Drawing Conclusions
Foodservice Design
By Lee Simon / The General Group / March 2006


Owner's Representative: A Missing Link in the
Design and Construction of Your Hotel

 
Once upon a time … most design teams included a professional called an owner’s representative, or owner’s rep as they are more commonly referred to throughout the design and construction industry.  That time, however, is no more.  Rather, the role of this individual in the design process, much like the way I began this column, is reminiscent of a fairy tale.  Although the owner’s rep was more commonly involved in larger or high profile projects, their role was (and still is) extremely valuable for projects of all shapes and sizes.  Beginning in the 1990’s, primarily as a result of pressure to cut development costs, the owner’s rep was more frequently being excluded from the design team.  Some experienced owners felt that they were able to manage those tasks typically handled by an owner’s rep themselves, and in some cases they were right.  As other developers caught wind of this trend, however, they also began to exclude the owner’s rep even though they did not possess the necessary skill set to replace this professional.  This second wave of developers realized initial cost savings for the development process, but what they did not understand was the long-term cost, or downside, resulting from elimination of the owner’s rep.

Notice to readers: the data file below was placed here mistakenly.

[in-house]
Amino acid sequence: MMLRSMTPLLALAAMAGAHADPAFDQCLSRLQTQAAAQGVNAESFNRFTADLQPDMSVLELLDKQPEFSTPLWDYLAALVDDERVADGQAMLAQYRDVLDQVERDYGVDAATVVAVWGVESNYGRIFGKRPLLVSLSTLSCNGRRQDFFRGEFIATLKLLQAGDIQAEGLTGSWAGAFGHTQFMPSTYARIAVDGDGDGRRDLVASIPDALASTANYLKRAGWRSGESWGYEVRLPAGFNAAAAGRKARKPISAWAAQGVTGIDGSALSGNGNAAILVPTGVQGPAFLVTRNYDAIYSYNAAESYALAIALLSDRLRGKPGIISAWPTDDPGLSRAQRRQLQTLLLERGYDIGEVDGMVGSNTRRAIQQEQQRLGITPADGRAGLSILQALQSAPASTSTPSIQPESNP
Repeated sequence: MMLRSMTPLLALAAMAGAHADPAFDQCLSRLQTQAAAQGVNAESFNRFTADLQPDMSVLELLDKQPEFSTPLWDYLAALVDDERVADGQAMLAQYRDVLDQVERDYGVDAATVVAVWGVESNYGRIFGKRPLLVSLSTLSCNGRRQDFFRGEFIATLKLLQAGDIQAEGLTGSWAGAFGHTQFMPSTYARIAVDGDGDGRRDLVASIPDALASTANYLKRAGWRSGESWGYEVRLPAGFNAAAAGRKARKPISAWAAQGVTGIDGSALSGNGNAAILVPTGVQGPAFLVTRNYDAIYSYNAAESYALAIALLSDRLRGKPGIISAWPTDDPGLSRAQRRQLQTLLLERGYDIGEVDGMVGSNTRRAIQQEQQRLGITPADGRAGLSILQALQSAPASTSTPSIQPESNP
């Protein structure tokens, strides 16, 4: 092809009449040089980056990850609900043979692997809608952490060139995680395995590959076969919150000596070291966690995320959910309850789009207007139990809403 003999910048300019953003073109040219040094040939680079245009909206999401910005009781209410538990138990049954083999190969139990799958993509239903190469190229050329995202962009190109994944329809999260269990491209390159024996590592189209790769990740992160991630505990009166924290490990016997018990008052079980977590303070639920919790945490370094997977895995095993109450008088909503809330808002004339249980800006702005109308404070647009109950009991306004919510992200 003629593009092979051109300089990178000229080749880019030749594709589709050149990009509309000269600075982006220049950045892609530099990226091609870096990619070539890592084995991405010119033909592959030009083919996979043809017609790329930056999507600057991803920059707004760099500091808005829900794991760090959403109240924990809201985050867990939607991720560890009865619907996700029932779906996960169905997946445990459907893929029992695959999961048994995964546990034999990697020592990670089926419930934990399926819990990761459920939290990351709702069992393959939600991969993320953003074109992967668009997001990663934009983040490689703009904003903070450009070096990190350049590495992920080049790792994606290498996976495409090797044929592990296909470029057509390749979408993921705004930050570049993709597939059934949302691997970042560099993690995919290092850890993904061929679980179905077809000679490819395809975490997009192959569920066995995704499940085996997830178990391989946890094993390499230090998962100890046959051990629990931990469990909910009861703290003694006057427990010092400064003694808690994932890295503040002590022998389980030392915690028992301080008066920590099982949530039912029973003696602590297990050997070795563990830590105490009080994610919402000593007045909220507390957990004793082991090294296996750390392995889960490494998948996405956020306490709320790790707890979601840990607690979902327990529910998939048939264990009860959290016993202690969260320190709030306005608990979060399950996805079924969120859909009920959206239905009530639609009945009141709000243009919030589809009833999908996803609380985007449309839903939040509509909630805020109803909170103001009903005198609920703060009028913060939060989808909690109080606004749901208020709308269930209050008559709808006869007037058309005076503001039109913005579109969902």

I can tell you from personal experience that nearly a decade and a half after the elimination trend began, the all too common absence of this vital team member is taking its toll.  The design process, in far too many instances, has drifted from organized effort into anarchy.  It has become dominated by personalities, and not by issues.  The communication, generally speaking, has deteriorated from its earlier state.  What does all of this mean?  Well, it means that coordination has suffered, more changes and conflicts arise in the field, and the cost of construction rises with each of these occurrences.  In the end, the owner foots the bill.  So what was really saved in the end?  Was it worth it?

What is (was) an Owner’s Rep

In a nutshell, the owner’s rep controls the design and development process, making sure that the owner’s best interests are at the heart of every decision made.  These professionals are typically versed in both design and construction, pulling from their varied experiences to solve problems and offer creative solutions.  The owner’s rep will control the overall coordination effort between the design team members, ensuring that the most important topics receive the proper attention and resolution.  During the construction phase, the owner’s rep will spend significant time on the construction site, again recognizing and solving conflicts.  When complicated issues arise, the owner’s rep will explore all of the options, distill the information, and provide the owner with a concise set of options, clearly defined, along with a recommended course of action.